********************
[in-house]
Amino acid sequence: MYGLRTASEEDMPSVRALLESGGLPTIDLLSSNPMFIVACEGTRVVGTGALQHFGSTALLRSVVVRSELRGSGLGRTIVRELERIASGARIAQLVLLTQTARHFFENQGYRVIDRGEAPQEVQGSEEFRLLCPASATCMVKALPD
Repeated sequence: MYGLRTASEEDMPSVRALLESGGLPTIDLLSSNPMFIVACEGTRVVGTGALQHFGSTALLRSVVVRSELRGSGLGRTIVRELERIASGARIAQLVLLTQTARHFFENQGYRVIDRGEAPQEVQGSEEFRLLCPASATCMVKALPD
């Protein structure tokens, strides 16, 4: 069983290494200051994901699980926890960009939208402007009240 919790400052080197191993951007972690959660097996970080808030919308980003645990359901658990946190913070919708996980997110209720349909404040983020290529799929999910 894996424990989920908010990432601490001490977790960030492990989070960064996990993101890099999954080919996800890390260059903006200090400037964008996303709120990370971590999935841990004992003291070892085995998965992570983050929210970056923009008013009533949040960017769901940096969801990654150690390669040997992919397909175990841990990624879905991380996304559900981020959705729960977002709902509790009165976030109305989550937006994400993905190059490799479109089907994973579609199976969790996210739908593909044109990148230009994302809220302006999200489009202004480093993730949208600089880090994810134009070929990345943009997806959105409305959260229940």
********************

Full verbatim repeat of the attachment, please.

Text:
[in-house]
Amino acid sequence: MYGLRTASEEDMPSVRALLESGGLPTIDLLSSNPMFIVACEGTRVVGTGALQHFGSTALLRSVVVRSELRGSGLGRTIVRELERIASGARIAQLVLLTQTARHFFENQGYRVIDRGEAPQEVQGSEEFRLLCPASATCMVKALPD
Repeated sequence: MYGLRTASEEDMPSVRALLESGGLPTIDLLSSNPMFIVACEGTRVVGTGALQHFGSTALLRSVVVRSELRGSGLGRTIVRELERIASGARIAQLVLLTQTARHFFENQGYRVIDRGEAPQEVQGSEEFRLLCPASATCMVKALPD
């Protein structure tokens, strides 16, 4: 069983290494200051994901699980926890960009939208402007009240 919790400052080197191993951007972690959660097996970080808030919308980003645990359901658990946190913070919708996980997110209720349909404040983020290529799929999910 894996424990989920908010990432601490001490977790960030492990989070960064996990993101890099999954080919996800890390260059903006200090400037964008996303709120990370971590999935841990004992003291070892085995998965992570983050929210970056923009008013009533949040960017769901940096969801990654150690390669040997992919397909175990841990990624879905991380996304559900981020959705729960977002709902509790009165976030109305989550937006994400993905190059490799479109089907994973579609199976969790996210739908593909044109990148230009994302809220302006999200489009202004480093993730949208600089880090994810134009070929990345943009997806959105409305959260229940």